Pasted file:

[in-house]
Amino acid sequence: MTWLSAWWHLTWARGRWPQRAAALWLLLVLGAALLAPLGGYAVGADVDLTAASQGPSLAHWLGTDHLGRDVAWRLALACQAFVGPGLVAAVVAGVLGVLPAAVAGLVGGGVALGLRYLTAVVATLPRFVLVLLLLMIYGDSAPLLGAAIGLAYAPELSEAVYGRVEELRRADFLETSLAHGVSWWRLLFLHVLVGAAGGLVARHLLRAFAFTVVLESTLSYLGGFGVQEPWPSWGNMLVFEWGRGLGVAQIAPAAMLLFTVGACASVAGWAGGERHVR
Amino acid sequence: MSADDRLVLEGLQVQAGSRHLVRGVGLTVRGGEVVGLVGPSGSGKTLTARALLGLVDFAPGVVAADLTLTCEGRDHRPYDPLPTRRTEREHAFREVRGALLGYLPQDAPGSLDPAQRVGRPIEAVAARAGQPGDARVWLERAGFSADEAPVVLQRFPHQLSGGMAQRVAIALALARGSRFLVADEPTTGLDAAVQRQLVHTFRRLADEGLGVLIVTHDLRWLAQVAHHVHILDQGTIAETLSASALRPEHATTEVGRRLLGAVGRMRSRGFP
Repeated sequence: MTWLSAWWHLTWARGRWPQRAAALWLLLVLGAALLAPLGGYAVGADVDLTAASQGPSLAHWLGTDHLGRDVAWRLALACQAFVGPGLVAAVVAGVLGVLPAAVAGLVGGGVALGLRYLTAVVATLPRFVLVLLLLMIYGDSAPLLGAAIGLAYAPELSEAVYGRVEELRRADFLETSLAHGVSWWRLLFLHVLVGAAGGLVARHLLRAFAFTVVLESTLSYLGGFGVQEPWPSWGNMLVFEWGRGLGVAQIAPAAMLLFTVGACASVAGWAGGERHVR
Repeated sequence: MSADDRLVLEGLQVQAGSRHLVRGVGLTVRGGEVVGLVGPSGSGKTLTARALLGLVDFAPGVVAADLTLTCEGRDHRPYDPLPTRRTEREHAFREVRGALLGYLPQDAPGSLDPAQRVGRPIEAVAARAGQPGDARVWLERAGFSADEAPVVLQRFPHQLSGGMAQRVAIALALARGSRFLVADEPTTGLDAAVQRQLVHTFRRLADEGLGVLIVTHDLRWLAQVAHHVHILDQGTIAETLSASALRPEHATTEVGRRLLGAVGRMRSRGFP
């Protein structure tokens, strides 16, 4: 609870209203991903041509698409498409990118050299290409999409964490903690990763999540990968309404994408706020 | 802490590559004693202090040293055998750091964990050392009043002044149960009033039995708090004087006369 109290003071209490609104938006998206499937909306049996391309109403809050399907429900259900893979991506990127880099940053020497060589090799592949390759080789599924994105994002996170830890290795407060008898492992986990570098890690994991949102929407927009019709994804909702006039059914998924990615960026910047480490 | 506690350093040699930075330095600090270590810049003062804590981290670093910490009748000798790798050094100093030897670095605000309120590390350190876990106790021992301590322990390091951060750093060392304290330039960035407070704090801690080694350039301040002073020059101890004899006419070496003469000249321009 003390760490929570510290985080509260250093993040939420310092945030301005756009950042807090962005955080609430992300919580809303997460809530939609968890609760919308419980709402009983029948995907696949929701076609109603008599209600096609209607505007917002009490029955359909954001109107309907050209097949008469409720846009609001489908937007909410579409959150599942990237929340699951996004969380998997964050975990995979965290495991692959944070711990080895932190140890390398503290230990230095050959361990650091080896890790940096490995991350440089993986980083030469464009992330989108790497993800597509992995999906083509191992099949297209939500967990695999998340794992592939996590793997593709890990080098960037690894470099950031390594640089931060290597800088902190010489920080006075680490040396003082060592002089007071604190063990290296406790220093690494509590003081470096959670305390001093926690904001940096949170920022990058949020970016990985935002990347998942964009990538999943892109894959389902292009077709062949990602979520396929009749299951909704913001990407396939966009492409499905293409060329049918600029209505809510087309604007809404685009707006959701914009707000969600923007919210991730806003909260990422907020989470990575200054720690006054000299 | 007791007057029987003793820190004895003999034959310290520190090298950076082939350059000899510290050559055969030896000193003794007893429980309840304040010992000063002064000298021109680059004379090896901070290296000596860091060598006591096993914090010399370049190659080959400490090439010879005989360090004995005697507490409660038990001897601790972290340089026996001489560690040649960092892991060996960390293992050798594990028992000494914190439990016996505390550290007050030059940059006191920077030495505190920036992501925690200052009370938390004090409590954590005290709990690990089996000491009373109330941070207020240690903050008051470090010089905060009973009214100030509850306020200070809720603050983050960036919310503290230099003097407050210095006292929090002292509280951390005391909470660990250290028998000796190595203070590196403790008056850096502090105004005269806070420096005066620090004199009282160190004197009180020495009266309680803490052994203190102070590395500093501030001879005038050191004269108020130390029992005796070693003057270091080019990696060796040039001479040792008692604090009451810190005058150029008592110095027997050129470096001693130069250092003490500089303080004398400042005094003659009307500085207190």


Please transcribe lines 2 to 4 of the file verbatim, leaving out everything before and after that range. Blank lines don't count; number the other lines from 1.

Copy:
Amino acid sequence: MTWLSAWWHLTWARGRWPQRAAALWLLLVLGAALLAPLGGYAVGADVDLTAASQGPSLAHWLGTDHLGRDVAWRLALACQAFVGPGLVAAVVAGVLGVLPAAVAGLVGGGVALGLRYLTAVVATLPRFVLVLLLLMIYGDSAPLLGAAIGLAYAPELSEAVYGRVEELRRADFLETSLAHGVSWWRLLFLHVLVGAAGGLVARHLLRAFAFTVVLESTLSYLGGFGVQEPWPSWGNMLVFEWGRGLGVAQIAPAAMLLFTVGACASVAGWAGGERHVR
Amino acid sequence: MSADDRLVLEGLQVQAGSRHLVRGVGLTVRGGEVVGLVGPSGSGKTLTARALLGLVDFAPGVVAADLTLTCEGRDHRPYDPLPTRRTEREHAFREVRGALLGYLPQDAPGSLDPAQRVGRPIEAVAARAGQPGDARVWLERAGFSADEAPVVLQRFPHQLSGGMAQRVAIALALARGSRFLVADEPTTGLDAAVQRQLVHTFRRLADEGLGVLIVTHDLRWLAQVAHHVHILDQGTIAETLSASALRPEHATTEVGRRLLGAVGRMRSRGFP
Repeated sequence: MTWLSAWWHLTWARGRWPQRAAALWLLLVLGAALLAPLGGYAVGADVDLTAASQGPSLAHWLGTDHLGRDVAWRLALACQAFVGPGLVAAVVAGVLGVLPAAVAGLVGGGVALGLRYLTAVVATLPRFVLVLLLLMIYGDSAPLLGAAIGLAYAPELSEAVYGRVEELRRADFLETSLAHGVSWWRLLFLHVLVGAAGGLVARHLLRAFAFTVVLESTLSYLGGFGVQEPWPSWGNMLVFEWGRGLGVAQIAPAAMLLFTVGACASVAGWAGGERHVR